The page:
Big Night. Ratatouille. Julie and Julia. Besides their commercial success, what these films share is that they are all about food, prepared in the kitchen, served at the table, and offered to audiences for visual and emotional consumption. Cooking and eating have acquired unprecedented visibility in American cinema.
Laura Lindenfeld, Professor and Director of the Alan Alda Center for Communicating Science at the Stony Brook University School of Journalism, SUNY and The New School Faculty Fabio Parasecoli discuss their book Feasting Our Eyes: Food Films and Cultural Identity in the US and the emerging genre of the food film from the early 1990s to the present. In their engagement with liberal themes—ideological pluralism, ethnic and racial acceptance, gender equality, and class flexibility—at face value these food films seem to approach culture and identity through a critical and forward-looking lens.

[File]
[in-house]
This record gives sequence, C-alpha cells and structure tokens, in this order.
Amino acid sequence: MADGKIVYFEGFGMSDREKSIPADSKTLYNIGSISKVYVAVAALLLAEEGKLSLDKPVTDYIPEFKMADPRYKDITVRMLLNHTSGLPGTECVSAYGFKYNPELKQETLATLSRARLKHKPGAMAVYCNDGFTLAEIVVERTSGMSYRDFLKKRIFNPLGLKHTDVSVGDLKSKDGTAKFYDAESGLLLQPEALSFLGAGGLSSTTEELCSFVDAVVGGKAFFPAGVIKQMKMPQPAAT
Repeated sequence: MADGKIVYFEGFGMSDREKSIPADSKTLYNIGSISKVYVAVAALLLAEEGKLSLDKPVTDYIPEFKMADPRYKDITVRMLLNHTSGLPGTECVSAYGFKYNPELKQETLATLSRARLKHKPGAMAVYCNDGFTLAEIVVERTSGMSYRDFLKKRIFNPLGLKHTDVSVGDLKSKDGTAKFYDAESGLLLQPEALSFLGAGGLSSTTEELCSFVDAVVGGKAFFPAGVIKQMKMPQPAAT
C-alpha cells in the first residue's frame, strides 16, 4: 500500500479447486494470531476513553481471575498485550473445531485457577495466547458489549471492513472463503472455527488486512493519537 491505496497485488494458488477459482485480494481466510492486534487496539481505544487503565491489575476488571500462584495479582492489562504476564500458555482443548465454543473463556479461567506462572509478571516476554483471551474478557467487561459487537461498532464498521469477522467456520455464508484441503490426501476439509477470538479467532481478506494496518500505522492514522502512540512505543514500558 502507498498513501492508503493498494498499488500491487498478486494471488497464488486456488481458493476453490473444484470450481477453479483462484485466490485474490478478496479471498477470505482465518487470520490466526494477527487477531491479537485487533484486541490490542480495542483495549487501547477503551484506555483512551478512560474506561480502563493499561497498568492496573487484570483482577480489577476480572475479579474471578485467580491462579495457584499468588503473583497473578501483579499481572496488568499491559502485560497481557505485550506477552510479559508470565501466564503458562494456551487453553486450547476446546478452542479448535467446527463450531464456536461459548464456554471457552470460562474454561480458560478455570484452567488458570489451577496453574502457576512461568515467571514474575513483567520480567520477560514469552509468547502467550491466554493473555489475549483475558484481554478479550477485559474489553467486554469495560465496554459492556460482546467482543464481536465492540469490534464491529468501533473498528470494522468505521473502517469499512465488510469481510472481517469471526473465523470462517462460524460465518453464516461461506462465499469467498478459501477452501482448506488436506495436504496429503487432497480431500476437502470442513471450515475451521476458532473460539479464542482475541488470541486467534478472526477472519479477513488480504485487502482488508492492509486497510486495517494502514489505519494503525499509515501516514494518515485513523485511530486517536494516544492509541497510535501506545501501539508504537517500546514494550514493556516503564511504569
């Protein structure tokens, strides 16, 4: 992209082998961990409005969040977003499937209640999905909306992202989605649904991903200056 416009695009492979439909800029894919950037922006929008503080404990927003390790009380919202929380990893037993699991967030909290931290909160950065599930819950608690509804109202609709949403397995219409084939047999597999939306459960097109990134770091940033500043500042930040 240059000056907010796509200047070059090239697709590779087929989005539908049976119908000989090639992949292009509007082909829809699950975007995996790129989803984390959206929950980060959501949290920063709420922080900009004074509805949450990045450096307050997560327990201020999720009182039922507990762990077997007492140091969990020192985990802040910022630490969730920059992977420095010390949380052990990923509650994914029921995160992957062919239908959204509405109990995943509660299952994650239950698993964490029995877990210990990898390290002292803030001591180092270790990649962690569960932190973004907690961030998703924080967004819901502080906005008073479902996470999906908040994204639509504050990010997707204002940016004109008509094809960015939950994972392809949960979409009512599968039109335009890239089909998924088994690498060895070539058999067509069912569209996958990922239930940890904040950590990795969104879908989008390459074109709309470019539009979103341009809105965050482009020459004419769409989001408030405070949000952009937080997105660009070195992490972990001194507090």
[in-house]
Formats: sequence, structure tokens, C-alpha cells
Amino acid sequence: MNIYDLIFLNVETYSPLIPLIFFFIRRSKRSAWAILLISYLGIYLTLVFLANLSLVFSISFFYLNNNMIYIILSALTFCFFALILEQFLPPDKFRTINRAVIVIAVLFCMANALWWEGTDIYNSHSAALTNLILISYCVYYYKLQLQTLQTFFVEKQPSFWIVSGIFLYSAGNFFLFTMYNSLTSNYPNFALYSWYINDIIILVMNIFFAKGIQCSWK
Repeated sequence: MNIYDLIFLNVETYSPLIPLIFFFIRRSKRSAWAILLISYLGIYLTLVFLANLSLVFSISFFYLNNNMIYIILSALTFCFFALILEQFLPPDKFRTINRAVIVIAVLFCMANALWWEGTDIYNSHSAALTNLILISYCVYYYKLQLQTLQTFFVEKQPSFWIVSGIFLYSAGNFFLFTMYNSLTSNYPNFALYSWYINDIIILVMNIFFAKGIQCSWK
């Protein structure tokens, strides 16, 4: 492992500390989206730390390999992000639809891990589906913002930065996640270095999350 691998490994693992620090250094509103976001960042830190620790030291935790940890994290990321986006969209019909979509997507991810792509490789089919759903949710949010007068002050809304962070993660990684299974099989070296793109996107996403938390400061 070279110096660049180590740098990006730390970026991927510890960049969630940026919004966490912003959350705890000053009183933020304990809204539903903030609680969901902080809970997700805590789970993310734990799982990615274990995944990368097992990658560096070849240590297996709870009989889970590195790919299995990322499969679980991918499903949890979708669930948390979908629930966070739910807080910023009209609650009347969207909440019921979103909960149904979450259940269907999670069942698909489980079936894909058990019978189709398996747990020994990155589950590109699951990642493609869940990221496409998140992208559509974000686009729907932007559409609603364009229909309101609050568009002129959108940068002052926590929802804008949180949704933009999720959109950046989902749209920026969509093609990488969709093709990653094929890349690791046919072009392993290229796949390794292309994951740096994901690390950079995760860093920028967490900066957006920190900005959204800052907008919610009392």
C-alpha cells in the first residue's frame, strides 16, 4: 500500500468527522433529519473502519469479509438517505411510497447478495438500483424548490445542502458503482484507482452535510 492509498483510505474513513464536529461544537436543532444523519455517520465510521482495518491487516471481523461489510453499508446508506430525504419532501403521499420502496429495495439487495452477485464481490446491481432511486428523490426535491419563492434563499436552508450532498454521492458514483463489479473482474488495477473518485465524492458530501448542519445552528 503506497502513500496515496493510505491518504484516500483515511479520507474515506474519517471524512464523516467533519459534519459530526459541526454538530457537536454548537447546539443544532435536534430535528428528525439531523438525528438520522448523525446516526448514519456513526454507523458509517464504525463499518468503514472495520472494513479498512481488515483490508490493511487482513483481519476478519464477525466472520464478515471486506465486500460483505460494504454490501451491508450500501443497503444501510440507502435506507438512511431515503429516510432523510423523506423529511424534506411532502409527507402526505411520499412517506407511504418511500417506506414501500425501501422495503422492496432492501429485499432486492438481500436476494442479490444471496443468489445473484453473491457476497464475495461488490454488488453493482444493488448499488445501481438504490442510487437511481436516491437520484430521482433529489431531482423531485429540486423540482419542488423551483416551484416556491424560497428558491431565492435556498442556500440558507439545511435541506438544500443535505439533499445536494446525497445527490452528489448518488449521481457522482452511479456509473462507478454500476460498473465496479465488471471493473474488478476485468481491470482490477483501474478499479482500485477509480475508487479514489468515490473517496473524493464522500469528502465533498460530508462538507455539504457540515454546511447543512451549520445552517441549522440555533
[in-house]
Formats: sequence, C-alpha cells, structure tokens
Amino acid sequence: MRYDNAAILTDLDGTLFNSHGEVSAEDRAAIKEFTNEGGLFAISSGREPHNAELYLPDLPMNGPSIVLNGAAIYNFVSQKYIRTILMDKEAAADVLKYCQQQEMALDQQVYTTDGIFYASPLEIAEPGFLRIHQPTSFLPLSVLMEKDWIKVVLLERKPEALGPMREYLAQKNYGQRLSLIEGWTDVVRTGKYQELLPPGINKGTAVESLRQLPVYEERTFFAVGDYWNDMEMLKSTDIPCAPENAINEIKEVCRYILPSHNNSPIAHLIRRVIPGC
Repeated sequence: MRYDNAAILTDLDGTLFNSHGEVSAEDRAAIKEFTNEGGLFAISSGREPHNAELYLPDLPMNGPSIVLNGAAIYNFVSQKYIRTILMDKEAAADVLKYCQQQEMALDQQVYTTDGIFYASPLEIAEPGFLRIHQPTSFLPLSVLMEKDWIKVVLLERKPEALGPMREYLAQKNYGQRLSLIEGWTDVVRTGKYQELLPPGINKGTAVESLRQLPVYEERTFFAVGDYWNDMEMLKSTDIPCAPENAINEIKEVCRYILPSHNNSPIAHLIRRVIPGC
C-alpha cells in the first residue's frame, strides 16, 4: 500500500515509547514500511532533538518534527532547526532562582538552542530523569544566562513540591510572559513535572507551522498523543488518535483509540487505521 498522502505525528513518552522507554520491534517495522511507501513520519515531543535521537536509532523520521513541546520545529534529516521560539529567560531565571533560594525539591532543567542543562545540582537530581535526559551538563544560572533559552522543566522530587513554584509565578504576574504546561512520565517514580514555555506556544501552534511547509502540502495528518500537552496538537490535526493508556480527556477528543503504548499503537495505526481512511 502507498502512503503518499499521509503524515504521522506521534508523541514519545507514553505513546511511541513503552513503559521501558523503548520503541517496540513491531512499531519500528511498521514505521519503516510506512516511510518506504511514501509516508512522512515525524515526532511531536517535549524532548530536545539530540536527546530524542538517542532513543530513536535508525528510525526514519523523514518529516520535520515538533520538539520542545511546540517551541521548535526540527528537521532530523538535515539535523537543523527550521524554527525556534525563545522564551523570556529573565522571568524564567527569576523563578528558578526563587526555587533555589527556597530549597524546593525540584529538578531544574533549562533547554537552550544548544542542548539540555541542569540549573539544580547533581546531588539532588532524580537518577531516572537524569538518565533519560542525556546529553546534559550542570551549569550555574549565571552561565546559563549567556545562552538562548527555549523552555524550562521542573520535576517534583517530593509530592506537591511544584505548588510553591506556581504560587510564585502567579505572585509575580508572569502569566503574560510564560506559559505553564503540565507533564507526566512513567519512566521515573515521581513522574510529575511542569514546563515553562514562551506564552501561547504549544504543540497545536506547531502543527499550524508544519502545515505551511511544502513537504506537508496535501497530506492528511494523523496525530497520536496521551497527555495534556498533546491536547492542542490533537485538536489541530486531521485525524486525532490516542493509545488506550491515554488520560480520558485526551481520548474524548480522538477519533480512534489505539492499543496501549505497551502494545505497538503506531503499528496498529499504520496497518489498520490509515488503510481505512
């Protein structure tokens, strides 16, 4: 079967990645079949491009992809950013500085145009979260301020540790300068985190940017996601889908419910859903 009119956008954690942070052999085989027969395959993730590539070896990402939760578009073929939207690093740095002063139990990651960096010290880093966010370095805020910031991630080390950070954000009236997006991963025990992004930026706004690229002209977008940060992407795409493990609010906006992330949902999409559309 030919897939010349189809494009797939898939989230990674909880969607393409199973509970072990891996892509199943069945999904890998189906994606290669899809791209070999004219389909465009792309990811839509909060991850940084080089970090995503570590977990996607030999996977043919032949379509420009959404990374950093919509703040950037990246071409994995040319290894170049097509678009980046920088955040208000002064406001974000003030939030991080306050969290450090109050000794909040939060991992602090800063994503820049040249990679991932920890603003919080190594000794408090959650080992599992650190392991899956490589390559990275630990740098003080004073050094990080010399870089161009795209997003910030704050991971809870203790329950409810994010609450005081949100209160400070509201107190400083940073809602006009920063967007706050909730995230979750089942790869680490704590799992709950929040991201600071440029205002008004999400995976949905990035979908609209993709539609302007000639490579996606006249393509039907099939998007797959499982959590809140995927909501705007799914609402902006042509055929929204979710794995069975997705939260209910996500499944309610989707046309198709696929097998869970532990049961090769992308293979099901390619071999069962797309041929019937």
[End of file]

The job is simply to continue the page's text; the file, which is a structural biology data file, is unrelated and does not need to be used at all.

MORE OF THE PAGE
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Beneath the surface, instead, the films undermine these progressive efforts by reasserting conventional approaches to nation, gender, race, sexuality, and social status. As part of mainstream media, food films enable dominant U.S. culture to celebrate its supposed commitment to difference while positioning women and people of color as objects of consumption. Food films help to draw lines between who does and does not belong to mainstream society.
Sponsored by The New School Food Studies Program (http://newschool.edu/public-engagemen… ).